Choosing the right tournaments for raising rating also proved to be an intelligent choice.

“I was playing weaker tournaments with players around 2000 elo. Avetik asked me to stop that and play in stronger events.” 

Rating Explosion

With all these changes, Tianqi soon crossed 2300 elo again. Behind the scene, his online rating had exploded by 300 points, from 2500 to 2800 in 1 year!

However, the ‘mental’ hurdle of crossing 2400 elo was still there.

The charge to 2400

In May 2022, Tianqi was rated 2331 and was scheduled to play in 3 tournaments. In the initial 2 events, he raised 38 elo. Yet, he still had a distance of 31 elo to cover in the last event for crossing 2400. 

“After scoring 5 out of 6 points, I sensed this could be the tournament I achieve my IM title.”

However, there were 2 draws in the next 2 rounds. So the only way to cross 2400 was to win the last round against IM Mark Plotkin.

“I was okay with a draw. But, I thought why not push for more?”

With good play in the opening, Tianqi won an exchange and reached the following position.


Tianqi Wang vs Mark Plotkin

Despite being an exchange up, White needs to be precise. Tianqi pushed 1.e5 here, defended with courage and went on to win the game. 

With that, the long wait of almost 4 years had come to a sweet end – Tianqi had become an IM!

The feeling of becoming an IM

“In the immediate moments, it was actually the people who were following my chess progress that were significantly more excited than me.”

“Then gradually I myself started to become more grateful for the life opportunities that emerged as a result of me finally crossing 2400.”

Tianqi's Elo rating progress chart
Tianqi's Elo rating progress chart

Thanking the supporters!

Many supported Tianqi on his journey to becoming an IM. 

“There were 3-4 people I played training games with. I had 2 training partners from ChessMood. One of them was Prin and the other was Thanadon(both are top players from Thailand, also trained by GM Avetik). The others I met at tournaments.”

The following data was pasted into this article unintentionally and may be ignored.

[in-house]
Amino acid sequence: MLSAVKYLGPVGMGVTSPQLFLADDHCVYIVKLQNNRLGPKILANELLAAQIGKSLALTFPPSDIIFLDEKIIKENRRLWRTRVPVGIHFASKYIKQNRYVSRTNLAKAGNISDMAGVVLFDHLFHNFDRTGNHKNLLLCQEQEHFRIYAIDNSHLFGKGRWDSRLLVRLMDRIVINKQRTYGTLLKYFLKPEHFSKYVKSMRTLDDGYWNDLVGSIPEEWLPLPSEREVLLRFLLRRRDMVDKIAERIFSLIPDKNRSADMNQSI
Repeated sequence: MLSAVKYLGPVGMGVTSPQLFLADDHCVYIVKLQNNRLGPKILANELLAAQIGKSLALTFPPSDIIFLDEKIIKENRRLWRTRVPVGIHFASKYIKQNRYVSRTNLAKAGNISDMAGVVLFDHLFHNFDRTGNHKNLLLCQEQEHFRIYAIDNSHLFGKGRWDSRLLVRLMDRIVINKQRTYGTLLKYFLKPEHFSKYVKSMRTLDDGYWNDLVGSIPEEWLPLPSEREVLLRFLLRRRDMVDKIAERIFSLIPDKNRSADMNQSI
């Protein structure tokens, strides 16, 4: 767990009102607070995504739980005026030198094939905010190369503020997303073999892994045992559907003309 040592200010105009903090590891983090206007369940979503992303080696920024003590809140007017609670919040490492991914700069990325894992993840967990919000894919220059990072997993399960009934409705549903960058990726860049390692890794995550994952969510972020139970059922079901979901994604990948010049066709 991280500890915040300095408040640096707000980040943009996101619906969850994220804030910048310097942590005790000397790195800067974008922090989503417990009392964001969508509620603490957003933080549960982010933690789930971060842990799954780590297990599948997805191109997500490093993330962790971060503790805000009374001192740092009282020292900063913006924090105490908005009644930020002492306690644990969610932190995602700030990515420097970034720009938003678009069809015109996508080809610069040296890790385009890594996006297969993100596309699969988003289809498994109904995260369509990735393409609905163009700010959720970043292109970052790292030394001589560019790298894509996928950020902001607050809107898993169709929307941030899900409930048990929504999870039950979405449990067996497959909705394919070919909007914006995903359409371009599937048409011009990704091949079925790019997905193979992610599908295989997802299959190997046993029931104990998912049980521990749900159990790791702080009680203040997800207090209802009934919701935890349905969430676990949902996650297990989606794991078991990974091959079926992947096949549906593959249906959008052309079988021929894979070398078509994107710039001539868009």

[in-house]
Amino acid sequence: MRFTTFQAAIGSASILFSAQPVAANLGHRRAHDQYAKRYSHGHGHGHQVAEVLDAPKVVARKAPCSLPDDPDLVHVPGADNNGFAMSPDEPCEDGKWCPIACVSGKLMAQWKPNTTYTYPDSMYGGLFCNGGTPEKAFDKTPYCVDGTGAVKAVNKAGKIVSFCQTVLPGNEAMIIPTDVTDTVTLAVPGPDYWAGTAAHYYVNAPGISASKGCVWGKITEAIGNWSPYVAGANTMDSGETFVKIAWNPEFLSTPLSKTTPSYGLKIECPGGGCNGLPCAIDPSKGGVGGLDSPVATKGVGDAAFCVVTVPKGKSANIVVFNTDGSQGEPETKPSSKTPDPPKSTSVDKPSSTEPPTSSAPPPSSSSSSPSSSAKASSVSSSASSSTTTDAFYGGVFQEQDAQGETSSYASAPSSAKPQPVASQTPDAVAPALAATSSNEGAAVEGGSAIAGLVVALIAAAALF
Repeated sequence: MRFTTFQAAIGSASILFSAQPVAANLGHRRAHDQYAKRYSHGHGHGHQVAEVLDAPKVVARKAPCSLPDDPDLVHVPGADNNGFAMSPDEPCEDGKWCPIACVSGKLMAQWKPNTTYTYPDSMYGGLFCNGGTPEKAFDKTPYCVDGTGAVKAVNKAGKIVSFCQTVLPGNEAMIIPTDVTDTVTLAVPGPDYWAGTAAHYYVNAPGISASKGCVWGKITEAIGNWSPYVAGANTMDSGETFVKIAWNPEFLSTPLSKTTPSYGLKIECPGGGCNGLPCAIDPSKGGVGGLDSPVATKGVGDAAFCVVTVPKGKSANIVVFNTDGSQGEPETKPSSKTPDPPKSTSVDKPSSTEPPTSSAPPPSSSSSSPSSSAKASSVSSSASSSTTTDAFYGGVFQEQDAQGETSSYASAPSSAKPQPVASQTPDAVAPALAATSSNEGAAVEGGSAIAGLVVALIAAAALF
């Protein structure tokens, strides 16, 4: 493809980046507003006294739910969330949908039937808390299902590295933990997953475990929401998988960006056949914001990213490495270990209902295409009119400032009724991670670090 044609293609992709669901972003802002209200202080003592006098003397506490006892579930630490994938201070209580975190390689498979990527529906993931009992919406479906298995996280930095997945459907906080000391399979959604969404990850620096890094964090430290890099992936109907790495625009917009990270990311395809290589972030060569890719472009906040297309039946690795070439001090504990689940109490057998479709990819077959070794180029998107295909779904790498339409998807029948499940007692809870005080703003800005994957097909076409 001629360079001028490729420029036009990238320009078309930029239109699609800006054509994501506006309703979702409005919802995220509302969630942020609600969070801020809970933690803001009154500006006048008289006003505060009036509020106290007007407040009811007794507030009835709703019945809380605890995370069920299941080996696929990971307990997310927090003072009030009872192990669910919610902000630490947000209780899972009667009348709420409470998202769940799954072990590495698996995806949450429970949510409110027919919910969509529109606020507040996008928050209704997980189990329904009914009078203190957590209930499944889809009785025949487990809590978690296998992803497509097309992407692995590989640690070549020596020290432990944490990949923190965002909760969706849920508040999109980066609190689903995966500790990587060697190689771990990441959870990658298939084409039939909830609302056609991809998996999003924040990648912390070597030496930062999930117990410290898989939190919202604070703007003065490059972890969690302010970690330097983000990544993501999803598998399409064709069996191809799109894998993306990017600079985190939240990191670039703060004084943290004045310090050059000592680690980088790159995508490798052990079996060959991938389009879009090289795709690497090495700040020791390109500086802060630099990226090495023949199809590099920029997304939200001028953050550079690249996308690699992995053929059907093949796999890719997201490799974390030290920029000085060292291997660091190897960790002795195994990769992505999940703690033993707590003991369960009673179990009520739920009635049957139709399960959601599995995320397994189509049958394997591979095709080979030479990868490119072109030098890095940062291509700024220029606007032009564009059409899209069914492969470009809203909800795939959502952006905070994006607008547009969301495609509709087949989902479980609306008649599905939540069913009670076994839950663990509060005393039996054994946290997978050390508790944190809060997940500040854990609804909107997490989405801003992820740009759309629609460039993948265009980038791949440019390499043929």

“There are another 2 who are my closest friends. They always told me that I need to keep moving forward.”

“And probably another 4-5 coaches, including everyone who was with me from the beginning of my chess journey. And of course my parents and my grandparents.”

New title, new opportunities.

With the IM title in hand, Tianqi feels many closed doors have opened for him.

“I might be too modest. I understand that there are 2000 people with better titles and another thousand with better ratings. But I was very happy to see a lot of opportunities arose after making 2400.”

“Because with my old rating, I would probably never have gotten the opportunities to join inter-collegiate chess teams. The title is important for a full scholarship which is very important when you’re out of your state.”

***

Rapid Round

In this round, Tianqi came up with some unpredictable answers. Enjoy!

Favorite chess piece.

Knight.

Favorite player from the current generation.

Illia Nyzhnyk.

Because he’s the best player I’ve come in contact with. 😄

Favorite player from the past generation.

Tigran Petrosian.

I hate being featured in books where I’m on the losing side of a miniature attack. And I saw that if I follow the footsteps of Petrosian, that would never happen. 😉

Your favorite opening.

Okay, this one is for Avetik – the Italian Defense.

“It’s very innovative to play with Black as 1.d4. And he brought it to my attention.”

The Italian against 1.d4? With Black? How?

Actually, there’s no official name for that line because Nicolo Pasini, an Italian, has pioneered it. 

Pasini's Italian Variation against 1.d4

NoteThis line was successfully played by students of GM Avetik, and even GM Gabuzyan has also played it from time to time. It’s more complex and has many hidden nuances compared to the Benko Gambit we recommend in our repertoire.

Message to someone who’s making their IM norms.

Don’t think too hard.

There’s a reason why a GM famously proclaimed IM norm games to circus shows 😄

Your playing style in 1 word.

Suppressive.

Opening/Middlegame/Endgame – Which one is your favorite?

Middlegame.

Because it has the least dependence on computers.

Rapid or classical or blitz – Which one do you enjoy the most?

Classical.

Your favorite ChessMood course.

Johan Hellsten’s course on Defense.

Your Right Mood ritual.

Eat good food. 

As for food choice, I would go with chocolate 🙂

What’s the one thing you’d do to improve your chess.

Constantly learning new things about openings to the end.

If goddess Caissa could give you a chess superpower, what would you prefer it to be? Which chess superpower you’d like to have?

See what my opponent is thinking. 

Sometimes, I would also like to see why they’re taking 40 minutes on a simple position😁

Thank you for reading! 
Share your questions, congratulate Tianqi and connect with him via this forum link.

Originally published Aug 16, 2022